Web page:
Eritrea: Pastor and churchgoers held in detention at risk of torture

Amnesty International calls for their immediate and unconditional release

Amnesty International today (6 September) urged its members to take action to secure the protection of a Protestant pastor and 10 churchgoers in Eritrea who are being held incommunicado.

35-year-old Leul Gebreab is a pastor at the evangelical Apostolic Church and was arrested in the Eritrean capital, Asmara on 12 August. To date, there has been no news of his whereabouts.

In a separate incident on 19 August, 10 men and Women's rights's rightss rights's rights's rights's rights – who are members of the Full Gospel Church, a long-established evangelical church in Asmara – were arrested while worshipping privately in a home in the city, following the closure of their church by the authorities.

They are believed to be detained incommunicado without charge or trial in the Karchele security prison, together with dozens of other pastors and members of banned evangelical churches.

Amnesty considers Pastor Gebreab, and the 10 church members who were arrested in Asmara on 12 August, to be prisoners of conscience as they have been detained solely for the peaceful exercise of their religious beliefs.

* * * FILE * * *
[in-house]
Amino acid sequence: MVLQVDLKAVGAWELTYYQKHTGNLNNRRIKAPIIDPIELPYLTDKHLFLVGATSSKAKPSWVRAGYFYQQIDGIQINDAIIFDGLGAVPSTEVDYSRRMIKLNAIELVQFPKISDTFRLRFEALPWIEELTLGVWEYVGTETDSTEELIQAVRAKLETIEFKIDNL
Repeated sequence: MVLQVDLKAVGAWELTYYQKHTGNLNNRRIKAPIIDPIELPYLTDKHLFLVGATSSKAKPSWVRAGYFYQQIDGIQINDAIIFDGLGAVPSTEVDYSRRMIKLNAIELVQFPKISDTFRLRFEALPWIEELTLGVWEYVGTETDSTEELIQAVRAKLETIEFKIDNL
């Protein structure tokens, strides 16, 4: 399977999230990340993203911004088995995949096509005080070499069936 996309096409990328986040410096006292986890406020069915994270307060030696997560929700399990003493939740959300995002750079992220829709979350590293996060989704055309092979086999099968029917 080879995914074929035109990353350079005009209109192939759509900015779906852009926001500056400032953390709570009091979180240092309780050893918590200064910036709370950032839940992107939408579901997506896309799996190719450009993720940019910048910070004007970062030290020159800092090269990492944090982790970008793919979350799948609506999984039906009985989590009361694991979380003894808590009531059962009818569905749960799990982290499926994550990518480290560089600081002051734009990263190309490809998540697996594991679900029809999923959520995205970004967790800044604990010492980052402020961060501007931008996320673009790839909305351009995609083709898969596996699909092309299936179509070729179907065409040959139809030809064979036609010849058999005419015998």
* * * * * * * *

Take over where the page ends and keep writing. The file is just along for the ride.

Religious persecution in Eritrea has been widespread and harsh for several years. In 2002, the country’s government ordered all unregistered religions to close their places of worship until they were registered. Only Islam and the Orthodox, Catholic and Lutheran Christian churches have been officially recognised since May 2002.

Members of evangelical churches have been subjected to arrest, torture and coercion by the security forces to try and force them to deny their faith. Reports indicate that there are more than 2,000 Christians currently being detained incommunicado, without charge or access to legal redress. Many of them are held in remote army camps.

This year another Pastor – Michael Abraha, a diabetic who had been arrested several times previously – and 20 other members of the Kale Hiwot church were arrested in Decemhare town in May and June and held in Adi Abito army prison near Asmara.

However most of the 2000 have been held for over two years. Prison conditions are harsh, with little or no medical treatment. Three detainees are reported to have died in custody during 2007.

Religious persecution, still denied by the government, has also affected the Eritrean Orthodox Church, whose Patriarch has been deposed and is detained incommunicado on account of his criticisms of government interference in church matters.

The Roman Catholic Church in Eritrea is currently appealing against an order to hand over all its social welfare organisations - schools, medical clinics, orphanages and Women's rights's rightss rights's rights's rights's rights's training centres - to the Ministry of Social Welfare and Labour. It has also made repeated requests for exemption for priests from military service, which is compulsory and indefinite.

To take action, please contact Amnesty’s Individuals At Risk team on iar@amnesty.org.uk or +44 (0) 20 7033 1572.

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